An interesting read, even if lacking somewhat in the editing department – sometimes the text felt like it had been published before, as a series of articles (which indeed is in part the case), without the proper check for consistency as the articles were merged with the book proper.

Recommended to those who work in the IT, internet and computer industries, and to business management people.


Reread: Unseen Academicals, Going Postal, and Night Watch, and Read: Snuff, all by Terry Pratchett

Coinciding with the start of the Uefa Euro 2012 Finals I decided to give Terry Pratchett’s Unseen Academicals a second try. I didn’t like it very much the first time around but even back then I thought part of that might be because of the format – I chose to listen to it, rather than read it.

So, it was with some trepidation I opened it up for the first chapter. And instantly I realised that I remembered absolutely nothing of the book – nothing.  This was no loss because of all the Discworld world novels that I’ve read – which is practically everyone – this is definitely one of the weakest.

Normally I have no problems with multiple viewpoints but in this case the end result is a  lot of chop and no real storyline, as far as I can discern. A bit of fun for the football pieces and a bit of message regarding tolerance and human value/rights (or orc rights), nothing more.

Despite this I felt it had been a long time since I last read some good Discworld, and as I’ve reread the earlier ones multiple times already I decided to reread something that I hadn’t already reread before.

This, and the fact that I have since gained some insight into the Swedish Post, made me chose Going Postal.

I remember not being too fond of it but this time around I found it rather fun, even if quaint. Now, in 2012, the issue is not so much the internet versus the old letter-carrying post but rather the other theme; that of robber capitalism and its disregard for humans and for long term businesses. The arch-capitalist Reacher Gilt of Going Postal may be a parody but as most good parodies there’s a core of truth in there – a con man, through and through.

A much more funny book than Unseen Academicals, even if not top notch Pratchett either. And in search for the Fun in Discworld I read yet another one, this time a much reread favourite – Night Watch.

Did it hold up to time?

Yes, and no. The book is darker than those that had come before it, but it also heralded something new – a change in tone; a grittier Discworld. The story uses the Time Machine Ploy, albeit sans machine as such, to take us to a pre-Vetinari Ankh-Morpork where we meet the effects a paranoid and brutal leader has on society. Sent back 30 years in time Sam Vimes is forced to masquerade as “John Keel” as a younger version of himself is already there. To be able to go back he needs to ride out a historic event that saw the original Keel dead. Will he manage? (Of course he will, there’s never any real doubt!)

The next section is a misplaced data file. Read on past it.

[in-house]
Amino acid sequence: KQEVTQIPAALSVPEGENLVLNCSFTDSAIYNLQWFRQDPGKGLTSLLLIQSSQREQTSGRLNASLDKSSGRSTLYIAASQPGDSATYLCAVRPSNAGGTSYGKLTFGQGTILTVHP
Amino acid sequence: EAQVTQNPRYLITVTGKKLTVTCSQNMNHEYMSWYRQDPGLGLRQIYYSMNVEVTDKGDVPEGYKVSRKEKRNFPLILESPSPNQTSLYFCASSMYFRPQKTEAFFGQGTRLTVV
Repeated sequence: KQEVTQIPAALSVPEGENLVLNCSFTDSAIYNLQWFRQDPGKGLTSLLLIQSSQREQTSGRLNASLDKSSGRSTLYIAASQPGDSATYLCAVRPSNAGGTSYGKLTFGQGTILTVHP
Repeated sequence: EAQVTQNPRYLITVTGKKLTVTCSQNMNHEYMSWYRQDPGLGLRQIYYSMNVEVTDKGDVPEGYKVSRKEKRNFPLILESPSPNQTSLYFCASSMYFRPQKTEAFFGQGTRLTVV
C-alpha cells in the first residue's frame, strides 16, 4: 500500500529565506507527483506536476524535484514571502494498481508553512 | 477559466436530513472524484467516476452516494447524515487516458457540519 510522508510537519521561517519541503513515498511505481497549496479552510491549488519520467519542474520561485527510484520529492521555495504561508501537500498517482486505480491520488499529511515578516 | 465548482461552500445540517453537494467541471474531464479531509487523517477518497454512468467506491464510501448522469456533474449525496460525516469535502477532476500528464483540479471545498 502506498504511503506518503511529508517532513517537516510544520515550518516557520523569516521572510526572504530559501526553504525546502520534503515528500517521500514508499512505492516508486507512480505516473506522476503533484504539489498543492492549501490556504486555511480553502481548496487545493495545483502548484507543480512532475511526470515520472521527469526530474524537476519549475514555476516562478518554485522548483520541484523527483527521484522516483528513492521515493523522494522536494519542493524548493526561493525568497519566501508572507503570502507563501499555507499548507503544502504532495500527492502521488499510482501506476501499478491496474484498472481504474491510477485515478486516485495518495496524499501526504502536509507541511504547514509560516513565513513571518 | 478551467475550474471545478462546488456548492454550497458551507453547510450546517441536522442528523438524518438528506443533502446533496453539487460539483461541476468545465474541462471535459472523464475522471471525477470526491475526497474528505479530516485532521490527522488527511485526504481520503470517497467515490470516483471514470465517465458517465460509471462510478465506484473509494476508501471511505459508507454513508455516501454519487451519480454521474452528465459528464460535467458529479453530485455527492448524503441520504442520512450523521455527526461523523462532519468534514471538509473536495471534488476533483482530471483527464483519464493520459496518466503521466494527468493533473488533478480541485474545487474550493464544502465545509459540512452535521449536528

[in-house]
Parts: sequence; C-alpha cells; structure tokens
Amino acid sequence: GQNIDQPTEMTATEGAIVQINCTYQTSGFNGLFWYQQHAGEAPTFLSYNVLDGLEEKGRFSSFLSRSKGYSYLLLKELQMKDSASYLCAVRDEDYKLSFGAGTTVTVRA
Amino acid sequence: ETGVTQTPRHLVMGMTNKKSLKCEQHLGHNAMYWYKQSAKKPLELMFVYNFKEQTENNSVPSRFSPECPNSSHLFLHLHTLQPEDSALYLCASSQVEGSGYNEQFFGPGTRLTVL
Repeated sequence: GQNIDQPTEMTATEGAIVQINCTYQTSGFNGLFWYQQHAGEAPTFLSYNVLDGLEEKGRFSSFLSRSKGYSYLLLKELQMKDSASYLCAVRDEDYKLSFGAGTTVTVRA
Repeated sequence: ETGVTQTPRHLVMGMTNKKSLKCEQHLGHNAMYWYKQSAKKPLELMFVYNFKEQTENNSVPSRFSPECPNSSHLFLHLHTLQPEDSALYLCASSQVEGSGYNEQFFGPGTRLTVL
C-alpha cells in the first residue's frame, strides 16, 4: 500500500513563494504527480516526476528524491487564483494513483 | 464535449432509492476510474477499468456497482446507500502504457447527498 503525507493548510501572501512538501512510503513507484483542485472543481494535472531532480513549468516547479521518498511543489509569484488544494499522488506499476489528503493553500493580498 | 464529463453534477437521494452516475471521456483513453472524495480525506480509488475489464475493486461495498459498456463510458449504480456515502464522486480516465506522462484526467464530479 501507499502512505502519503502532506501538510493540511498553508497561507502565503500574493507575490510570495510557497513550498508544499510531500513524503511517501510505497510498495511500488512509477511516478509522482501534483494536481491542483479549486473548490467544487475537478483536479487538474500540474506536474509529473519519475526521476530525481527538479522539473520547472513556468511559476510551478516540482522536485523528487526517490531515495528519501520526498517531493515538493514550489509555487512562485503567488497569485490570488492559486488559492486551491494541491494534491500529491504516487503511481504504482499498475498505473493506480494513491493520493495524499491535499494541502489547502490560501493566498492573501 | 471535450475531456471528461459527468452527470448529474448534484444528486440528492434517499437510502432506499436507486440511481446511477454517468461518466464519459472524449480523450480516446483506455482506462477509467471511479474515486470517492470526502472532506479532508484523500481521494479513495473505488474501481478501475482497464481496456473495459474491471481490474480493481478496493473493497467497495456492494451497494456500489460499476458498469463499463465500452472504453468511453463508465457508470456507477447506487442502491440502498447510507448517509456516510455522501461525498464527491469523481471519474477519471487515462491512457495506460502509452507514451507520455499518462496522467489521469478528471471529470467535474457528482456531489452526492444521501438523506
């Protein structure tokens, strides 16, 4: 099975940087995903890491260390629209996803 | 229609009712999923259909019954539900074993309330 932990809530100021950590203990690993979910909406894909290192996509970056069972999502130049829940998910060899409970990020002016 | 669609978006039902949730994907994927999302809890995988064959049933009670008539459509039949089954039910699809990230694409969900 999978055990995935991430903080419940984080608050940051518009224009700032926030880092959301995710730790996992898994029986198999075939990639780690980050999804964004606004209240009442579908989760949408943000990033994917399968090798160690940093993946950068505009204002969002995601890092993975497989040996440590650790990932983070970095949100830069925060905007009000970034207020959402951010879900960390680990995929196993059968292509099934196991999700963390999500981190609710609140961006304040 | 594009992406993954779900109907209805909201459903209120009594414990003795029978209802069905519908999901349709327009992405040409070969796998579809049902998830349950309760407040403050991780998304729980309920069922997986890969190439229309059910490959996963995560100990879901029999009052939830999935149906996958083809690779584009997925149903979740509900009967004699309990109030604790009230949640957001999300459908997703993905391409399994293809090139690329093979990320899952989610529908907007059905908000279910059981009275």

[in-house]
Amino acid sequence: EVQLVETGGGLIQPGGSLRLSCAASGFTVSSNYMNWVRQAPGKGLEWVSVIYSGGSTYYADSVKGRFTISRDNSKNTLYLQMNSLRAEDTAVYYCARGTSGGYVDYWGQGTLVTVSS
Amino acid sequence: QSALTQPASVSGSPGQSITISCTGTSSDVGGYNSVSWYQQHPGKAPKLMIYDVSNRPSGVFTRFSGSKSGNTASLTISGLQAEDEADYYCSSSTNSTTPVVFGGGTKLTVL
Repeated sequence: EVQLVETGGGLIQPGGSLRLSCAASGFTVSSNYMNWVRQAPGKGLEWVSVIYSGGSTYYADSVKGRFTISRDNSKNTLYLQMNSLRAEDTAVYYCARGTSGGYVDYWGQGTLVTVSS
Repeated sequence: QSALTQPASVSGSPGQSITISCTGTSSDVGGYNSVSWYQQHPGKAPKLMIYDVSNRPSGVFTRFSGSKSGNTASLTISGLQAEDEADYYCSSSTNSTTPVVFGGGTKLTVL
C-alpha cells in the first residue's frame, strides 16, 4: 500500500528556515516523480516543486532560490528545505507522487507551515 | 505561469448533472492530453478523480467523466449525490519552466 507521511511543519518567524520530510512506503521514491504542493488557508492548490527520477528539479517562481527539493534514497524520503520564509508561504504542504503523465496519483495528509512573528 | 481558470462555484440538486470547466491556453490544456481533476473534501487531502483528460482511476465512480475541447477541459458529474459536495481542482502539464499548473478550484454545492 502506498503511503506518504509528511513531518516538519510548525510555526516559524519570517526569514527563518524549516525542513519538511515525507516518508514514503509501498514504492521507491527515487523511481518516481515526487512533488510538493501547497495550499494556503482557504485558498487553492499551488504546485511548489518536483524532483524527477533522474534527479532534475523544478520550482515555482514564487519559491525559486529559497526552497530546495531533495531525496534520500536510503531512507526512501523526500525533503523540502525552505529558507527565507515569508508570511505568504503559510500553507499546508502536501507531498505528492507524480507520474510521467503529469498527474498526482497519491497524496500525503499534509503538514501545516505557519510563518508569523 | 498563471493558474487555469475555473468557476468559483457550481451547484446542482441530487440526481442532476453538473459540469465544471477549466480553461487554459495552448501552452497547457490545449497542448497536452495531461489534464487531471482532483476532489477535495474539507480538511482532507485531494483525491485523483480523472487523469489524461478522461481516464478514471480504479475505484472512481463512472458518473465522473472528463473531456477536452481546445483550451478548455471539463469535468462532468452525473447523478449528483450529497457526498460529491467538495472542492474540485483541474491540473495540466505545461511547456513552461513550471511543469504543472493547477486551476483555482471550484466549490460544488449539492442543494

A highlight, to me, is meeting the young Vetinari, his aunt, and future Guild leaders. Verdict? I still like the book but somehow the story feels kind of empty of real meaning.

Which takes me to Snuff, which I purchased lately. The books following Night Watch persuaded me to give up on Discworld; I did not like Monstrous Regiment, I thought the politics too in your face, Thud! was a dud, the others so and so. Unseen Academicals was the final nail in the coffin – I haven’t touched anything Discworld for many years. Too many books out there, waiting to get read, to spend time reading things you don’t enjoy.

But. I confess. I made the wrong decision. Snuff is GOOD! Overt politics, yes (about slavery, and about not bending to your “superiors”, because they aren’t) but also better written and better told than Unseen Academicals. We get to meet /yet another/ race subject to exploitation – the goblins – as Sam Vimes is grudgingly sent on vacation at his, or rather his wife’s, ancestral rural estate. I guess there’s many a thing I miss out on, here, as I suspect the story is richly salted with scenes or almost-scenes from the British literary canon. For some reason I think Jane Austen but as I haven’t read any I really can’t know… but you get the idea, surely. It is wittily written, with the odd glimpse of old Discworld bizarre inserted, here and there, and so feels a bit like back to the old school.

Absolutely recommend it – both message AND fun!

However. Considering how Discworld have evolved over time it is possible to perceive a shift. Initially the characters were quirky and cartoonish. This fitted the format well – cartoonish is a good way to make fun and deliver a message at the same time. Many personas featuring in the classic revue is just that – caricatures illustrating the bizarre or weird of the commonplace or present-day “common sense”.